I have been thinking about what the phrase “Teaching is a political act” means, and how the decision influences my actions in the classroom with learners.
As I have been thinking about this, I realize the while the learners may engage more and learn mathematics at a higher level, some of their parents may be upset at the non-traditional and non-textbook orientation of the class. So what am I to do when my classroom is buzzing with excitement, the learners are engaged and focused on mathematics, and a parent files a complaint with the principal that I am not teaching out of the textbook.
My personal reaction is a giant … er … well it would not be appropriate to say out loud my first reaction. It would not accomplish anything.
So assuming I have sound pedagogical reasons for doing what I am doing. Assuming that I have solid arguments for the class going where I am taking it, and assuming that in the end, all the standards required of me are deeply uncovered and learned, how do I respond?
I really didn’t have an answer to that question. The current political climate on Facebook yields a glimpse of how those conversations end up; a shouting match. No winner.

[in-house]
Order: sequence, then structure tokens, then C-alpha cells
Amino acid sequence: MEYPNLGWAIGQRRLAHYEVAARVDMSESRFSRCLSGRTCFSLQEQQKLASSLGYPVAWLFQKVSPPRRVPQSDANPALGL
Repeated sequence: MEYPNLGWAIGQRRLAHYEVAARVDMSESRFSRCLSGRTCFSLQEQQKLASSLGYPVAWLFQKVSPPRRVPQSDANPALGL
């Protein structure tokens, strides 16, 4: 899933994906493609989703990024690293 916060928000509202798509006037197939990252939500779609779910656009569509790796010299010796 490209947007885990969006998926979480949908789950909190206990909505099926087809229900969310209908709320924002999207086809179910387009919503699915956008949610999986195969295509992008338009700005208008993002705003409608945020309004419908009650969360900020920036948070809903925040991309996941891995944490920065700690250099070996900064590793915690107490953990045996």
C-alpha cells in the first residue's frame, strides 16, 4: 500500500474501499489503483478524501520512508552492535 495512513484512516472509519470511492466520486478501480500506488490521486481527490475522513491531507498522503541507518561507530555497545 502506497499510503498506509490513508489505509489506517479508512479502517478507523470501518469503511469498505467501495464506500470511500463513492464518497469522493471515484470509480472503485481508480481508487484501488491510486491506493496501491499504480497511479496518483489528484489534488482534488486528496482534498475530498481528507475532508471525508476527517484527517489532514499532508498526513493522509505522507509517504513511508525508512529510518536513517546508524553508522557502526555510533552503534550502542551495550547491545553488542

So how do both parties walk out winners? How can we all, parents, teachers and admins, walk away from the meeting accomplishing something positive. That is the question.
I didn’t know or have a clue until I was listening to NPR and heard about “noncomplementary behavior”.
And an NPR article about it here.
Essentially, complementary behavior is mirroring what the other person does. If they are warm and friendly, you are warm and friendly in response. However, if they are cold or angry, you are cold or angry as well.
Noncomplementary behavior flips the script of conversations, which is difficult, but worthwhile.
I have been attempting (which means not always succeeding) to do this on Facebook conversations. When someone gets hostile and angry, I respond with niceness and facts. I can see doing this when parents are challenging my classroom as well. When they are hostile towards the political acts of teaching, I respond with positivity and facts.
This has the potential to be very powerful, but it takes practice. Complementary behavior is so easy to do, and it is natural to do. It takes some will power and some effort to be noncomplementary. Read the articles. Try it. I think it is easy for teachers to practice, because great teachers are constantly positive anyway.
This is the first
#mtbosblaugust post I have made. Shooting for 1 post per day this month!
Thank you Shelli Temple!